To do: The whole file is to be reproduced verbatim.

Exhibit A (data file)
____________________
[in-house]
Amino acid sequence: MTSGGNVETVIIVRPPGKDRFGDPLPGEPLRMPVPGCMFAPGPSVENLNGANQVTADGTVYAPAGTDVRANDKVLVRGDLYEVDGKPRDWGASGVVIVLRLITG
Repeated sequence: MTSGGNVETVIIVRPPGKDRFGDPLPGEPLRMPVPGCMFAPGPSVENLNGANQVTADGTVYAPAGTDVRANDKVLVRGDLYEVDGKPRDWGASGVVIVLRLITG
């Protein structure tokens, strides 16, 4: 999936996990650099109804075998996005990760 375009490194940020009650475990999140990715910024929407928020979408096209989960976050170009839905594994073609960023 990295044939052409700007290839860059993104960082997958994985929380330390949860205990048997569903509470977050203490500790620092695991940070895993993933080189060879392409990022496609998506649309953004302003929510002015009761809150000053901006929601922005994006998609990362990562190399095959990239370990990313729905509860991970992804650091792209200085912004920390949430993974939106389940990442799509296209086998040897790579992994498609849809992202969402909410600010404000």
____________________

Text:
[in-house]
Amino acid sequence: MTSGGNVETVIIVRPPGKDRFGDPLPGEPLRMPVPGCMFAPGPSVENLNGANQVTADGTVYAPAGTDVRANDKVLVRGDLYEVDGKPRDWGASGVVIVLRLITG
Repeated sequence: MTSGGNVETVIIVRPPGKDRFGDPLPGEPLRMPVPGCMFAPGPSVENLNGANQVTADGTVYAPAGTDVRANDKVLVRGDLYEVDGKPRDWGASGVVIVLRLITG
């Protein structure tokens, strides 16, 4: 999936996990650099109804075998996005990760 375009490194940020009650475990999140990715910024929407928020979408096209989960976050170009839905594994073609960023 990295044939052409700007290839860059993104960082997958994985929380330390949860205990048997569903509470977050203490500790620092695991940070895993993933080189060879392409990022496609998506649309953004302003929510002015009761809150000053901006929601922005994006998609990362990562190399095959990239370990990313729905509860991970992804650091792209200085912004920390949430993974939106389940990442799509296209086998040897790579992994498609849809992202969402909410600010404000």